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July 29, 2004

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Q & A: Joe Davidson


Joe Davidson is a political columnist with BET.Com, editor of the Joint Center for Political and Economic Studies’ Focus Magazine and a commentator for National Public Radio. A professional journalist since 1971, he has worked at several newspapers including The Wall Street Journal as a correspondent in South Africa and Washington. He was interviewed by Seth Effron.

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Sarah M. J. Welch

Q. How important are ethnic media in covering politics and public policy?

A. It’s very important because it is targeted. We try to give our audience more information about specific topics and people than they certainly get in the general news media. For example, when I’m covering the State of the Union address, I’ll focus on those aspects of the speech of concern to African Americans. I look at those issues in a way that will tell my readers how those issues or decisions will affect them directly. You’re more targeted with the reporting and the information that you provide in reports. That’s a service that the general media cannot provide.

Q. So, how will your reporting, on John Kerry’s acceptance speech for example, be different from reporting in mainstream media?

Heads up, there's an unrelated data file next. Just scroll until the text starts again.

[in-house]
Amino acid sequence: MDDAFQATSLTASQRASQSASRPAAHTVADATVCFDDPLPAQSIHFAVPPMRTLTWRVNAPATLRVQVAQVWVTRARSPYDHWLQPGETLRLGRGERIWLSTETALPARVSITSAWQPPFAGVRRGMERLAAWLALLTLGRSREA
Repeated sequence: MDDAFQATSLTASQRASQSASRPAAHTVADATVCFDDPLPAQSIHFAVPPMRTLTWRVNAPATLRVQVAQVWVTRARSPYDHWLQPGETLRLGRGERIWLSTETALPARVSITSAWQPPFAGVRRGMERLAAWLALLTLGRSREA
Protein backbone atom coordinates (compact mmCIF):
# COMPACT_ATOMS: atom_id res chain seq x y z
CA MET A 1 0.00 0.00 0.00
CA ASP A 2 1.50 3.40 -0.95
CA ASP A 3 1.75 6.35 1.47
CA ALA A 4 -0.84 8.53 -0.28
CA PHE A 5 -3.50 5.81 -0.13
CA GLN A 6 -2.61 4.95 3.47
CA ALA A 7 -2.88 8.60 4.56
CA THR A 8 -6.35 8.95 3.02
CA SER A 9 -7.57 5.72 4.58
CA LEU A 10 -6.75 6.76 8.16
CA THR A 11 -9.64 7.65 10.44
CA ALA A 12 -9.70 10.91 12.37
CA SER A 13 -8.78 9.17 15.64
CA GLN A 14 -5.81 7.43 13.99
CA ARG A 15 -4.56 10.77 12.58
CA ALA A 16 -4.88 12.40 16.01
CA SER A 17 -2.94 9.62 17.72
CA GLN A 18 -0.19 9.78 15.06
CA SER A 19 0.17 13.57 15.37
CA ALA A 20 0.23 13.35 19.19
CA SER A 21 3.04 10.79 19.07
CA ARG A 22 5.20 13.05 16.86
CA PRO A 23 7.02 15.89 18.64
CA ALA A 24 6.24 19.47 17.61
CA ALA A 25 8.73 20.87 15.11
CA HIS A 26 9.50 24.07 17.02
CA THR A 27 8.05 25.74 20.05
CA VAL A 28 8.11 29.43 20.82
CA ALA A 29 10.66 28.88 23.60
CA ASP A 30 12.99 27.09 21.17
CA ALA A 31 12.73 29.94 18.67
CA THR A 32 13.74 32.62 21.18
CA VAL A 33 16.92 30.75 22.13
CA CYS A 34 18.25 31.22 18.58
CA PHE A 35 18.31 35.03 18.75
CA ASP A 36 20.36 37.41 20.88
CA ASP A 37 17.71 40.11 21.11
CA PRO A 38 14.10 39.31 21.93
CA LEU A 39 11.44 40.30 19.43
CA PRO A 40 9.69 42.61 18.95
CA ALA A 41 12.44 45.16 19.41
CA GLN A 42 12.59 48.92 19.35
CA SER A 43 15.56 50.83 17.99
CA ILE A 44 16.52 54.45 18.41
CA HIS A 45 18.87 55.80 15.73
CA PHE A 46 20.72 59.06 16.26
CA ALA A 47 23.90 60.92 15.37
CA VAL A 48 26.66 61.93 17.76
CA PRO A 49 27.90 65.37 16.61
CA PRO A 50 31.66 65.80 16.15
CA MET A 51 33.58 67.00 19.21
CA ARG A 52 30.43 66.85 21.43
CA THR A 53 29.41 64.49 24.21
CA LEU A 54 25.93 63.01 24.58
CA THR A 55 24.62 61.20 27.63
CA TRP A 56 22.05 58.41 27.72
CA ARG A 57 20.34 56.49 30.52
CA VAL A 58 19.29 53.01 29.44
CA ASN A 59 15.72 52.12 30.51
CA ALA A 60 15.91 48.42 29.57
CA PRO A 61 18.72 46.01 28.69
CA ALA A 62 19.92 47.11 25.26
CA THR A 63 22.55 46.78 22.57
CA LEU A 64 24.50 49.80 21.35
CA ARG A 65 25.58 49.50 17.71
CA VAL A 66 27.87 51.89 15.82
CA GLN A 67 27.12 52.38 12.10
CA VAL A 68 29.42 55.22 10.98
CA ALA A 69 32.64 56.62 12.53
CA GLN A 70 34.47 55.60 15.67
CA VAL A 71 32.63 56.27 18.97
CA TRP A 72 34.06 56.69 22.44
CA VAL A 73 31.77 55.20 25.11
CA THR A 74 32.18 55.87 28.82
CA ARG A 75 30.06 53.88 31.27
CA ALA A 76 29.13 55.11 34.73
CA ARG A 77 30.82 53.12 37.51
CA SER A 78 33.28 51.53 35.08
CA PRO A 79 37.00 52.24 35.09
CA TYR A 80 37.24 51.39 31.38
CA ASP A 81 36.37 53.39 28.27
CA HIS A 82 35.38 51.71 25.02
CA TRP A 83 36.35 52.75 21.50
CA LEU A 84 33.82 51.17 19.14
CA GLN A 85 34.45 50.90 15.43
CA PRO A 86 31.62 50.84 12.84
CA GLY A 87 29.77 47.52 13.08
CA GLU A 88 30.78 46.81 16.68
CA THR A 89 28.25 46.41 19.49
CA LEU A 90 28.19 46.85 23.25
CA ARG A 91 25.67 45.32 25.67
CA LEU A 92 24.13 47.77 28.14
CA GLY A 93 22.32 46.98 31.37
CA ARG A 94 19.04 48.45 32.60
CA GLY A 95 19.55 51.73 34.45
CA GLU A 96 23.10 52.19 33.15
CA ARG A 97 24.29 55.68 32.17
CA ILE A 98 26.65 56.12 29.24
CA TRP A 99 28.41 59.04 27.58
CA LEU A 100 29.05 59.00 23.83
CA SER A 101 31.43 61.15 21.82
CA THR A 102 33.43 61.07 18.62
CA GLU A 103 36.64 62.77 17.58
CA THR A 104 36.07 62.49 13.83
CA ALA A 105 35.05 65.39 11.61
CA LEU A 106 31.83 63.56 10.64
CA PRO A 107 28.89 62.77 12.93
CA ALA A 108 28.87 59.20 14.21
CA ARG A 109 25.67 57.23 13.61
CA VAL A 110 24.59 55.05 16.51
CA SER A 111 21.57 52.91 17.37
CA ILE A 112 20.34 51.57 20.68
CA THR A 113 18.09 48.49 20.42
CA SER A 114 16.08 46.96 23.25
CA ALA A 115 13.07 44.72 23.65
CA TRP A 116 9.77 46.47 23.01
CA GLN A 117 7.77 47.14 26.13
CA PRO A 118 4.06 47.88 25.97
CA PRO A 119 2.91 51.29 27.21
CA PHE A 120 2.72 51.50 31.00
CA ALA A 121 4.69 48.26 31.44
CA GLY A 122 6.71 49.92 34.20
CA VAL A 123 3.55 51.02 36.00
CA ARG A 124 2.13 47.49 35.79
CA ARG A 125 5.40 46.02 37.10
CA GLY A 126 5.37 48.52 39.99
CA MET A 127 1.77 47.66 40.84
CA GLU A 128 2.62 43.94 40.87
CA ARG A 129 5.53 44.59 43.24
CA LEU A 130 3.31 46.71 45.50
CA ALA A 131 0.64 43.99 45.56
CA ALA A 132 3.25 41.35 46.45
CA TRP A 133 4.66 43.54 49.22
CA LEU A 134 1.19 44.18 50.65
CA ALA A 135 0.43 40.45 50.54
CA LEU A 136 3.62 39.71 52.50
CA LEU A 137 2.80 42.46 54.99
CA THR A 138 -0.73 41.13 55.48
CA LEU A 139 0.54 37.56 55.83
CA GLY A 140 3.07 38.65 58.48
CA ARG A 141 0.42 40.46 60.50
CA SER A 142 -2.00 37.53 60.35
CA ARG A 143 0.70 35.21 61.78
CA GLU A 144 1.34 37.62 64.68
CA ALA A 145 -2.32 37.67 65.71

A. I’ll be looking at what Kerry has to say about issues that are of particular interest to black Americans. There are a lot of issues where there is an overlap. However, one of the things that will be interesting is how prominent [Kerry] makes those issues in direct relationship to concerns that black Americans faces. The [BET/CBS News] poll [in July] clearly indicated that jobs is the No. 1 issue in black America. … If he only talks about tax credits or about jobs at home, that’s not going to be specific enough for the black community. … I think that while he can count on getting nine out of 10 black votes, the question is how many people -- specifically black people -- will turn out. Kerry needs to come up with a jobs program where black people can see it will directly benefit them.

Q. How do you feel members of the minority press are treated compared with the mainstream media?

A. This week I’ve been trying to interview Barack Obama and haven’t gotten those calls returned. If I still worked for The Wall Street Journal, I would have those calls returned. BET has a bad reputation because there is so much booty-shaking on the network. To some extent, that perception is definitely understandable. Those of us who labor in the news and analysis side suffer with criticism that really doesn’t have anything to do with the news product.

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Q & A: R.Craig Sautter

Q & A: Al Franken


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